Last Friday we had reed buntings at the bird table, which was a first for us as we haven’t seen any here in all the time we’ve been coming. They are a somewhat portly bird, as are most buntings, and radiate a feeling of cheery domesticity, so it was a surprise to read that they are apparently the most adulterous of all bird species, with over 50% of chicks in a brood being fathered by males who are not the male in the pair. I’d never thought of adultery in birds until I read this bit so it just shows what you can learn, and it will certainly come to mind every time a see a reed bunting from now on.
Things moved on today with a mixed group of buntings coming to feed – nine reed buntings and three yellowhammers. With low temperatures overnight and light covering of snow on the fields they are probably finding natural food hard to come by, which is why we come into play. This is certainly the opinion of the BTO and they tend to know these things.
Apart from the birds we have a group of students from a local college visiting to gain experience for their animal health course. They are currently finding out how to put ear tags into pigs (we have some going to market tomorrow). You can tell this from the protests of the pigs – they aren’t keen on ear tags. Our normal Monday group is assisting, as they have now done this several times. It’s good for their self-confidence to be able to show their skills to the students. It’s good for the students too, because it shows them that people with learning difficulties are actually more skilled at some things than they are.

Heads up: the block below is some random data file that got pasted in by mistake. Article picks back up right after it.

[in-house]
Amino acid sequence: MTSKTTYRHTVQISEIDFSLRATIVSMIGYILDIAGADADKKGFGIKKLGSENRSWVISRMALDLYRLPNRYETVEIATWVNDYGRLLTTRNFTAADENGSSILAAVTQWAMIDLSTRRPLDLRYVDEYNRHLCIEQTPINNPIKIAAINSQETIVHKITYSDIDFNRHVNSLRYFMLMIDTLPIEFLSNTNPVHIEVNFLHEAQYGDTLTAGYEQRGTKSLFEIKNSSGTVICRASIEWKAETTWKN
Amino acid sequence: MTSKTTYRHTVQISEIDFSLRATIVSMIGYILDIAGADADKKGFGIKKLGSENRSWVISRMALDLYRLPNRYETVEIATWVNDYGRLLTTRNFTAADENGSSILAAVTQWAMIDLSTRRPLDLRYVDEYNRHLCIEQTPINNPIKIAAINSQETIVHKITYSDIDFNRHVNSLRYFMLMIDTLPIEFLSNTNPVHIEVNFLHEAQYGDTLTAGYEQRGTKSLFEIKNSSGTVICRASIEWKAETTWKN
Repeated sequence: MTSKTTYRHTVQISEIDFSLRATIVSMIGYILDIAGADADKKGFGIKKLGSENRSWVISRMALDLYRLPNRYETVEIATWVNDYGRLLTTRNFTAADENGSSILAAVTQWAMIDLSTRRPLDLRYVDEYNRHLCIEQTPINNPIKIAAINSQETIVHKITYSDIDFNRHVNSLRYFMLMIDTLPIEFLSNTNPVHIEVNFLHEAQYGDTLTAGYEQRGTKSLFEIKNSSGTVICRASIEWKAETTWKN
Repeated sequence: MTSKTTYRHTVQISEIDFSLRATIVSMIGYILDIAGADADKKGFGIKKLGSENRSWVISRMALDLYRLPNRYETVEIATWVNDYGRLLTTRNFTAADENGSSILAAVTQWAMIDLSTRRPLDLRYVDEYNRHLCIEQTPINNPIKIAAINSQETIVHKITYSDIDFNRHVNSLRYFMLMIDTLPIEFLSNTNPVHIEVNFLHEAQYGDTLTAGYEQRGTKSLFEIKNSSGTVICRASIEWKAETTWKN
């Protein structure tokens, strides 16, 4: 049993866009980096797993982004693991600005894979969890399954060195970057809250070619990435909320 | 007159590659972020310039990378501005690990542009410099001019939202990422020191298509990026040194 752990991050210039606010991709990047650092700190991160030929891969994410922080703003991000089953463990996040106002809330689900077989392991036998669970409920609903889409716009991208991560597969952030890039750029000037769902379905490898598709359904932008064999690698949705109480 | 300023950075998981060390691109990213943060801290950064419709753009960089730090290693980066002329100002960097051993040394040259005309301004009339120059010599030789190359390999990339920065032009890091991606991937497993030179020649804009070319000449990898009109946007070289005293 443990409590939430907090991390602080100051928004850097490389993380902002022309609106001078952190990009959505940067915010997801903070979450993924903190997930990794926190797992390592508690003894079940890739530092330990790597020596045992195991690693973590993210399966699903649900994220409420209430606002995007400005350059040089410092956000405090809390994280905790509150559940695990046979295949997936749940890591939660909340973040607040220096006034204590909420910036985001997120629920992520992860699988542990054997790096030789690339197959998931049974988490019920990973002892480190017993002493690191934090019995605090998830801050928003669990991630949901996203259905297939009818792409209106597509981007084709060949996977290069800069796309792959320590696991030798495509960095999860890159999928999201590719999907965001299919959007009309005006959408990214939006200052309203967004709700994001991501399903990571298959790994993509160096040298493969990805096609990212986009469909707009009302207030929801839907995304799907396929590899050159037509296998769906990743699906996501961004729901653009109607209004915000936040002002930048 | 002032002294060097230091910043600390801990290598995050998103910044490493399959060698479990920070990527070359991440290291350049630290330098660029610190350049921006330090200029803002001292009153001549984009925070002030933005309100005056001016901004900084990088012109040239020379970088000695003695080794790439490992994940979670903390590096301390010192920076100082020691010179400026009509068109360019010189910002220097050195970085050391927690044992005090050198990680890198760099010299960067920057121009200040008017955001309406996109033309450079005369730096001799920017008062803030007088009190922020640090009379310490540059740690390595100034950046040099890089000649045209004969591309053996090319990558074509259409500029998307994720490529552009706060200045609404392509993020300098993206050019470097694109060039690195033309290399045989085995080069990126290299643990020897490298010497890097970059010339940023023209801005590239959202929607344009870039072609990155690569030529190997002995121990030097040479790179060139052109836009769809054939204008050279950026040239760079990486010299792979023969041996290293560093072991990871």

Johno will be giving a couple of presentations to the college later today but he’s fitting in an interview with the local press at the moment because he’s standing for the local council in the May elections.
Got to go – politics is making me lose the will to live…